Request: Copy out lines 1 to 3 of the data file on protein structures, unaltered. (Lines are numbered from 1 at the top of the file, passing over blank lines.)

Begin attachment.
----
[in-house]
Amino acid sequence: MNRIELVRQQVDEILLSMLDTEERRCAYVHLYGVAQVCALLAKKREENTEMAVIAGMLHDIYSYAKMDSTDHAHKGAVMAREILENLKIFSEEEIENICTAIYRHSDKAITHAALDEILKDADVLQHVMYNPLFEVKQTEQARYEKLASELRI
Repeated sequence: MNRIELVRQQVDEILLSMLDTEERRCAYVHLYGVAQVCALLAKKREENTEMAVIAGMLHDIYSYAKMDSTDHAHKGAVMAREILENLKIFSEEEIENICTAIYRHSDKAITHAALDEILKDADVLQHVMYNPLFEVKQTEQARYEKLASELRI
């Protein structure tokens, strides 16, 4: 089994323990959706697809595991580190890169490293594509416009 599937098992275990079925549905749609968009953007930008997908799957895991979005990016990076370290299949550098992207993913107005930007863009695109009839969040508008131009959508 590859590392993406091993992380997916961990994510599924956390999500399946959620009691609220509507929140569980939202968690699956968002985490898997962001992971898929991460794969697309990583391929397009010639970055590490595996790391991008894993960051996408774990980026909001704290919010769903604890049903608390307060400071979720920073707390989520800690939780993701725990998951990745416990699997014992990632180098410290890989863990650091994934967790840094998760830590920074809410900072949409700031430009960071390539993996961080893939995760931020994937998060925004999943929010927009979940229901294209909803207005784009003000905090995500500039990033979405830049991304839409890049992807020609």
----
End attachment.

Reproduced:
[in-house]
Amino acid sequence: MNRIELVRQQVDEILLSMLDTEERRCAYVHLYGVAQVCALLAKKREENTEMAVIAGMLHDIYSYAKMDSTDHAHKGAVMAREILENLKIFSEEEIENICTAIYRHSDKAITHAALDEILKDADVLQHVMYNPLFEVKQTEQARYEKLASELRI
Repeated sequence: MNRIELVRQQVDEILLSMLDTEERRCAYVHLYGVAQVCALLAKKREENTEMAVIAGMLHDIYSYAKMDSTDHAHKGAVMAREILENLKIFSEEEIENICTAIYRHSDKAITHAALDEILKDADVLQHVMYNPLFEVKQTEQARYEKLASELRI